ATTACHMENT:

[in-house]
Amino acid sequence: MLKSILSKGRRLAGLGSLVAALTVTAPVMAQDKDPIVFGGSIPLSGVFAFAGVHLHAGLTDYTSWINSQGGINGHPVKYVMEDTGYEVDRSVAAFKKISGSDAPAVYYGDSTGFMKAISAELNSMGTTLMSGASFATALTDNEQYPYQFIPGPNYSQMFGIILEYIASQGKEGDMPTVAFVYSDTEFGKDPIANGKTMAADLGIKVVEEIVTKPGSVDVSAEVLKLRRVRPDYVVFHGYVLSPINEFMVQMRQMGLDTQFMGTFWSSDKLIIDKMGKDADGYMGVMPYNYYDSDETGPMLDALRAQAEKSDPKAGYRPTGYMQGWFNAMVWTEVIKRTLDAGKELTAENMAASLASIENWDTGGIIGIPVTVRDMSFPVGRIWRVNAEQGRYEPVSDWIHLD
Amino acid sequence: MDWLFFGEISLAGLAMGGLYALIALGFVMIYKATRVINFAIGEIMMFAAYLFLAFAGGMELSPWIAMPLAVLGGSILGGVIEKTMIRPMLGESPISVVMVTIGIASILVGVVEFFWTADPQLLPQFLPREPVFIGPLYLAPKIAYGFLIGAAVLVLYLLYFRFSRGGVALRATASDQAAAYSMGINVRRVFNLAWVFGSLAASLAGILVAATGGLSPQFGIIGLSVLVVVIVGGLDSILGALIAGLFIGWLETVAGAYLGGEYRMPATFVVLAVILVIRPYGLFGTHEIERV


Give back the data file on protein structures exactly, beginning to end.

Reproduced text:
[in-house]
Amino acid sequence: MLKSILSKGRRLAGLGSLVAALTVTAPVMAQDKDPIVFGGSIPLSGVFAFAGVHLHAGLTDYTSWINSQGGINGHPVKYVMEDTGYEVDRSVAAFKKISGSDAPAVYYGDSTGFMKAISAELNSMGTTLMSGASFATALTDNEQYPYQFIPGPNYSQMFGIILEYIASQGKEGDMPTVAFVYSDTEFGKDPIANGKTMAADLGIKVVEEIVTKPGSVDVSAEVLKLRRVRPDYVVFHGYVLSPINEFMVQMRQMGLDTQFMGTFWSSDKLIIDKMGKDADGYMGVMPYNYYDSDETGPMLDALRAQAEKSDPKAGYRPTGYMQGWFNAMVWTEVIKRTLDAGKELTAENMAASLASIENWDTGGIIGIPVTVRDMSFPVGRIWRVNAEQGRYEPVSDWIHLD
Amino acid sequence: MDWLFFGEISLAGLAMGGLYALIALGFVMIYKATRVINFAIGEIMMFAAYLFLAFAGGMELSPWIAMPLAVLGGSILGGVIEKTMIRPMLGESPISVVMVTIGIASILVGVVEFFWTADPQLLPQFLPREPVFIGPLYLAPKIAYGFLIGAAVLVLYLLYFRFSRGGVALRATASDQAAAYSMGINVRRVFNLAWVFGSLAASLAGILVAATGGLSPQFGIIGLSVLVVVIVGGLDSILGALIAGLFIGWLETVAGAYLGGEYRMPATFVVLAVILVIRPYGLFGTHEIERV